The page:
The finds from the Lerna excavations are on display in the newly refurbished Archaeological Museum of Argos.

A Bottomless Lake

Throughout antiquity, the area surrounding the settlement at Lerna was an intricate network of wetlands and a now drained, freshwater lake, and was believed to be the lair of of the fearsome Lernaean Hydra, a serpent-like creature with multiple heads (the most popular versions of the myth depict nine). During the settlement’s heyday in the Early Bronze Age, geologists believe the lake had a diameter of nearly 5km, but gradual silting and malaria resulted in the marsh being drained in the 19th century.  

According to the ancient myth, the hero and demigod Heracles, as the second of his Twelve Labors, was tasked with killing the Hydra. He enlisted the help of his nephew Iolaus, who cauterized the neck stumps of the Hydra’s heads with fire to prevent them from regrowing. As Heracles defeated the Hydra, he dipped his arrows in its poisonous blood, which would later prove to be both a boon and a curse in his subsequent adventures.


The ancient Greeks also believed that Lake Lerna was one of the entrances to the Underworld, and the Hydra its gatekeeper. The Greek geographer Pausanias, writing in the 2nd century AD, described the lake as bottomless – “There is no limit to the depth of the Alcyonian Lake” [Pausanias, 2.37.4.] – and that sacred rites in honor of the goddess Demeter were performed in the vicinity – the Lernaean Mysteries.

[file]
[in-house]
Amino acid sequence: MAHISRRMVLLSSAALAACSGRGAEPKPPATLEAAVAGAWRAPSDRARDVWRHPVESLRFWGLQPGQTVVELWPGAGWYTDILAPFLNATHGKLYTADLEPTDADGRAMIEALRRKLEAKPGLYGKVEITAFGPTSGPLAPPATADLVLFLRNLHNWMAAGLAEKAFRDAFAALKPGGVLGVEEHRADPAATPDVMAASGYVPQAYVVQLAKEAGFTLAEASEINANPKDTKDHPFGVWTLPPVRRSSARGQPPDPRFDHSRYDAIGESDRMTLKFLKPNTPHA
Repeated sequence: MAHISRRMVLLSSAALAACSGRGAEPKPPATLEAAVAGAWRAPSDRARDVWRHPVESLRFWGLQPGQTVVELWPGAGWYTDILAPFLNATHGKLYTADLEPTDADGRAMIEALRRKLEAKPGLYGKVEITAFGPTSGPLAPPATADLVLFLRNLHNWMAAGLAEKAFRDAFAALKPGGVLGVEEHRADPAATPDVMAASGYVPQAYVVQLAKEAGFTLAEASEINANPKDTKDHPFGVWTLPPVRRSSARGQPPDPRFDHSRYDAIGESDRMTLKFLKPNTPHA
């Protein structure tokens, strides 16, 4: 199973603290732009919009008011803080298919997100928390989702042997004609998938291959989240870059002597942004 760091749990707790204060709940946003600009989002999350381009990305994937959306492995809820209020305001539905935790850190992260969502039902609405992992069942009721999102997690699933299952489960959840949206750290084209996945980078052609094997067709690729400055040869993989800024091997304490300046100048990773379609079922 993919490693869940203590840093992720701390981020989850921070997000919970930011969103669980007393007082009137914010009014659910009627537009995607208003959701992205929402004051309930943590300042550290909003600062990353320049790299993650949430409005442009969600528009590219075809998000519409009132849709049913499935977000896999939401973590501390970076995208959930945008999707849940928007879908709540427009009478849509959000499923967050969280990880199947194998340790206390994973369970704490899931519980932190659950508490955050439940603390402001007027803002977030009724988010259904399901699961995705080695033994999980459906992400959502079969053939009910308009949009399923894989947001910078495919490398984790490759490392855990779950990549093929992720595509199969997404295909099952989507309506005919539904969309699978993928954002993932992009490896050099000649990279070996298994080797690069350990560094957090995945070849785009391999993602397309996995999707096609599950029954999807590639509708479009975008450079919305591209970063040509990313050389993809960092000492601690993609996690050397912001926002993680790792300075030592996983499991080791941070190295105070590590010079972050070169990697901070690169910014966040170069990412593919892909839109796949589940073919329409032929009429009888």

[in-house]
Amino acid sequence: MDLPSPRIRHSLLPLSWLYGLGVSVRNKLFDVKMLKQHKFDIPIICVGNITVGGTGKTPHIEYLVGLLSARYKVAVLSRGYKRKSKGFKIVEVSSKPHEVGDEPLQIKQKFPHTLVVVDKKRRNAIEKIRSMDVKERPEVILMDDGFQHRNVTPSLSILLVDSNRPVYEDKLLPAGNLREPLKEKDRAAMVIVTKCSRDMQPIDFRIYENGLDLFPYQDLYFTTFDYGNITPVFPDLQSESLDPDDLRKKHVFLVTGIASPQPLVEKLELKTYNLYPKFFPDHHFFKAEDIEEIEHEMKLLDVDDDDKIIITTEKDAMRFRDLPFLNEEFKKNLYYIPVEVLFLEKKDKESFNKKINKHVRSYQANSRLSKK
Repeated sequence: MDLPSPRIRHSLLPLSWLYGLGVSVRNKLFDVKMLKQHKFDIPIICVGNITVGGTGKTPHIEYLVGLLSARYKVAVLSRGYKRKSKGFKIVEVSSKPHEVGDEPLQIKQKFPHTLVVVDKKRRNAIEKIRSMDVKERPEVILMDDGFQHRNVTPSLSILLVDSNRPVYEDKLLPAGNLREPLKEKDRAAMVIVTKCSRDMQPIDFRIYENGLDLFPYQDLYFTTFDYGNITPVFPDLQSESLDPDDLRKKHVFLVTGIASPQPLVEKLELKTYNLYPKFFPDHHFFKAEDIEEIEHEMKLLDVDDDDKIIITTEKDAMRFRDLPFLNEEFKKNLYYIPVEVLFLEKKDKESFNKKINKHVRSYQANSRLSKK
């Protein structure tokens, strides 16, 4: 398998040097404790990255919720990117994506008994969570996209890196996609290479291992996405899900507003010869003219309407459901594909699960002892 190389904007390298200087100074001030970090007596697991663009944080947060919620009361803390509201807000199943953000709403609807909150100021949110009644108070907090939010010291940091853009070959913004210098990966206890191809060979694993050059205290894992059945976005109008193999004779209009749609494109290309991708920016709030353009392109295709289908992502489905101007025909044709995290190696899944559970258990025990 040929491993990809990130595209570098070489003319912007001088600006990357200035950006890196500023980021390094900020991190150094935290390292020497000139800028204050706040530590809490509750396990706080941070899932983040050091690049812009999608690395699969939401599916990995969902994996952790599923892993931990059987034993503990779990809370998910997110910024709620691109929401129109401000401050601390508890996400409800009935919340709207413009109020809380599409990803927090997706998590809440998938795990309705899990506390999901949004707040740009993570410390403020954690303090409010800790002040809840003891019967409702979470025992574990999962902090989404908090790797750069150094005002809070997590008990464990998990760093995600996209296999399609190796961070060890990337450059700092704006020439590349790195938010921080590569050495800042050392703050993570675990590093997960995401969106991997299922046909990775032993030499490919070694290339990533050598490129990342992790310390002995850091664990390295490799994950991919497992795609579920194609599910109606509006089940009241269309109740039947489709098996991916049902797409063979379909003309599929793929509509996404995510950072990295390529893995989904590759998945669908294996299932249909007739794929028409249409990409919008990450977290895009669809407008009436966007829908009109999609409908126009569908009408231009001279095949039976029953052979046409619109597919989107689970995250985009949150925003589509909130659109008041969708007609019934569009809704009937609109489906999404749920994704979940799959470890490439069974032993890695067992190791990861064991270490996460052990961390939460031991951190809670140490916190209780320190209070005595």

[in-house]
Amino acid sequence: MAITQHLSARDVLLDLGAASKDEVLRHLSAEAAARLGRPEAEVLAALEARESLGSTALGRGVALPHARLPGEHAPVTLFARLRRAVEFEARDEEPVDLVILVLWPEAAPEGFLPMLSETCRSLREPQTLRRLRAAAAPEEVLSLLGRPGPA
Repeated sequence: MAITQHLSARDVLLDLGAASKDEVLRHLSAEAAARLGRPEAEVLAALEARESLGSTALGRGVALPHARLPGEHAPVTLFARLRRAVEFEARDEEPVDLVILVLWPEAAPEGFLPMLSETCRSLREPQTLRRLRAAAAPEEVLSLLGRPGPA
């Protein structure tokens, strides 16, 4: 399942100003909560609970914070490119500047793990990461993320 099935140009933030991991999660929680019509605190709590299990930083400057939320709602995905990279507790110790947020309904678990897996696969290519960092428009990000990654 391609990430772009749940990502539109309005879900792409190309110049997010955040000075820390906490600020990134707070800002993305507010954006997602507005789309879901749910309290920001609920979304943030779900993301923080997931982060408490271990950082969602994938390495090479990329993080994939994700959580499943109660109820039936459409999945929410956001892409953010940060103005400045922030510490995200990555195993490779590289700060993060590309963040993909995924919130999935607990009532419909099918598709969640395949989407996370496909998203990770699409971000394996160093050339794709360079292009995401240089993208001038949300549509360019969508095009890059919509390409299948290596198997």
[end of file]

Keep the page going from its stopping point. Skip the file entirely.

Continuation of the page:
The site is open daily, apart from public holidays, from 08:30-15:30. Admission: 3 Euros (2 Euros concessions). Free entrance for EU citizens 25 and under, and non-EU children 5 and under.

Tel. (+30) 27510.475.97


Free admission days:

  • March 6 (in memory of Melina Mercouri)
  • April 18 (International Monuments Day)
  • May 18 (International Museums Day)
  • The last weekend of September annually (European Heritage Days)
  • October 28
  • Every first Sunday from November 1st to March 31st